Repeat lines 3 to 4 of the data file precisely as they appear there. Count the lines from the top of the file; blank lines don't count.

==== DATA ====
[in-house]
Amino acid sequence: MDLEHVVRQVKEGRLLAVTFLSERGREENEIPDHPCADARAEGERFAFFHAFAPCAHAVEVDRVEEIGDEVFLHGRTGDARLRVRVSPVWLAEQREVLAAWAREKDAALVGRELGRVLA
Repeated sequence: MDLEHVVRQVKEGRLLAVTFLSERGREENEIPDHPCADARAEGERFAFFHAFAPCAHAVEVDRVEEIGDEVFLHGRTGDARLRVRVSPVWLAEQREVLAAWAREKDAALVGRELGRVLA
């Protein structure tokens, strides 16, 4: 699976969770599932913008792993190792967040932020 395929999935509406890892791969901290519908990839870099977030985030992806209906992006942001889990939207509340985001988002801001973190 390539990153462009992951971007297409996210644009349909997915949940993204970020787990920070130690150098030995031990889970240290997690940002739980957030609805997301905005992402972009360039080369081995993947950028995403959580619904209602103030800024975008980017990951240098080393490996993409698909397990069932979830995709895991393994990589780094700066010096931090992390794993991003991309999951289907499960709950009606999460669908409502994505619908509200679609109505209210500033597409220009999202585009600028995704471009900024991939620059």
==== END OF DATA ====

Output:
Repeated sequence: MDLEHVVRQVKEGRLLAVTFLSERGREENEIPDHPCADARAEGERFAFFHAFAPCAHAVEVDRVEEIGDEVFLHGRTGDARLRVRVSPVWLAEQREVLAAWAREKDAALVGRELGRVLA
């Protein structure tokens, strides 16, 4: 699976969770599932913008792993190792967040932020 395929999935509406890892791969901290519908990839870099977030985030992806209906992006942001889990939207509340985001988002801001973190 390539990153462009992951971007297409996210644009349909997915949940993204970020787990920070130690150098030995031990889970240290997690940002739980957030609805997301905005992402972009360039080369081995993947950028995403959580619904209602103030800024975008980017990951240098080393490996993409698909397990069932979830995709895991393994990589780094700066010096931090992390794993991003991309999951289907499960709950009606999460669908409502994505619908509200679609109505209210500033597409220009999202585009600028995704471009900024991939620059």